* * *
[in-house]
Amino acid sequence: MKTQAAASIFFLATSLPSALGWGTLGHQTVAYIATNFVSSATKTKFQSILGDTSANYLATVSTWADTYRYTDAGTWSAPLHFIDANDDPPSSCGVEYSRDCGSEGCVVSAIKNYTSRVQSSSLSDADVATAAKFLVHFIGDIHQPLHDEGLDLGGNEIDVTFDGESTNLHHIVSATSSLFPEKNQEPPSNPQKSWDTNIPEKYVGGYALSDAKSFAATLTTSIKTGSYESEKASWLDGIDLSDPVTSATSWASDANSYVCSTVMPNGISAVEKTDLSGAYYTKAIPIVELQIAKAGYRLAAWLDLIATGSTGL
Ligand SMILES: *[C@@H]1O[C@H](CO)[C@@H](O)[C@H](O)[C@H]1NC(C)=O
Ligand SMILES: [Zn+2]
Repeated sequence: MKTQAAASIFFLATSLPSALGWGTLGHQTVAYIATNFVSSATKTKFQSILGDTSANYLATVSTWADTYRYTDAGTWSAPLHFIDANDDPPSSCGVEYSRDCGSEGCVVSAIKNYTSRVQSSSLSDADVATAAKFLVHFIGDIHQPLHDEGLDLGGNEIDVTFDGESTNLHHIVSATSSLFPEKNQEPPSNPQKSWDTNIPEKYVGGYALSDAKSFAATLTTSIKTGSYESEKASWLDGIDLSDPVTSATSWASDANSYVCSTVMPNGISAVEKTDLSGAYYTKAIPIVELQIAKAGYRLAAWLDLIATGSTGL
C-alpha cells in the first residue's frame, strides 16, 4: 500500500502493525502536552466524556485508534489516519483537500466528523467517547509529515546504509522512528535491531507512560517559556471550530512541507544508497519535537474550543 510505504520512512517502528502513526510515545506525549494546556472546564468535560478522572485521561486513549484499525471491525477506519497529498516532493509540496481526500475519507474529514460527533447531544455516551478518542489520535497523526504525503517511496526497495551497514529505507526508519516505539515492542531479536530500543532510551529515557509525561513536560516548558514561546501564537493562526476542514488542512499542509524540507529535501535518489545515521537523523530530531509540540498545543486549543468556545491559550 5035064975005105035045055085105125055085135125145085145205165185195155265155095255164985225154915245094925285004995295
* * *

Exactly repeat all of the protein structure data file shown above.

[in-house]
Amino acid sequence: MKTQAAASIFFLATSLPSALGWGTLGHQTVAYIATNFVSSATKTKFQSILGDTSANYLATVSTWADTYRYTDAGTWSAPLHFIDANDDPPSSCGVEYSRDCGSEGCVVSAIKNYTSRVQSSSLSDADVATAAKFLVHFIGDIHQPLHDEGLDLGGNEIDVTFDGESTNLHHIVSATSSLFPEKNQEPPSNPQKSWDTNIPEKYVGGYALSDAKSFAATLTTSIKTGSYESEKASWLDGIDLSDPVTSATSWASDANSYVCSTVMPNGISAVEKTDLSGAYYTKAIPIVELQIAKAGYRLAAWLDLIATGSTGL
Ligand SMILES: *[C@@H]1O[C@H](CO)[C@@H](O)[C@H](O)[C@H]1NC(C)=O
Ligand SMILES: [Zn+2]
Repeated sequence: MKTQAAASIFFLATSLPSALGWGTLGHQTVAYIATNFVSSATKTKFQSILGDTSANYLATVSTWADTYRYTDAGTWSAPLHFIDANDDPPSSCGVEYSRDCGSEGCVVSAIKNYTSRVQSSSLSDADVATAAKFLVHFIGDIHQPLHDEGLDLGGNEIDVTFDGESTNLHHIVSATSSLFPEKNQEPPSNPQKSWDTNIPEKYVGGYALSDAKSFAATLTTSIKTGSYESEKASWLDGIDLSDPVTSATSWASDANSYVCSTVMPNGISAVEKTDLSGAYYTKAIPIVELQIAKAGYRLAAWLDLIATGSTGL
C-alpha cells in the first residue's frame, strides 16, 4: 500500500502493525502536552466524556485508534489516519483537500466528523467517547509529515546504509522512528535491531507512560517559556471550530512541507544508497519535537474550543 510505504520512512517502528502513526510515545506525549494546556472546564468535560478522572485521561486513549484499525471491525477506519497529498516532493509540496481526500475519507474529514460527533447531544455516551478518542489520535497523526504525503517511496526497495551497514529505507526508519516505539515492542531479536530500543532510551529515557509525561513536560516548558514561546501564537493562526476542514488542512499542509524540507529535501535518489545515521537523523530530531509540540498545543486549543468556545491559550 5035064975005105035045055085105125055085135125145085145205165185195155265155095255164985225154915245094925285004995295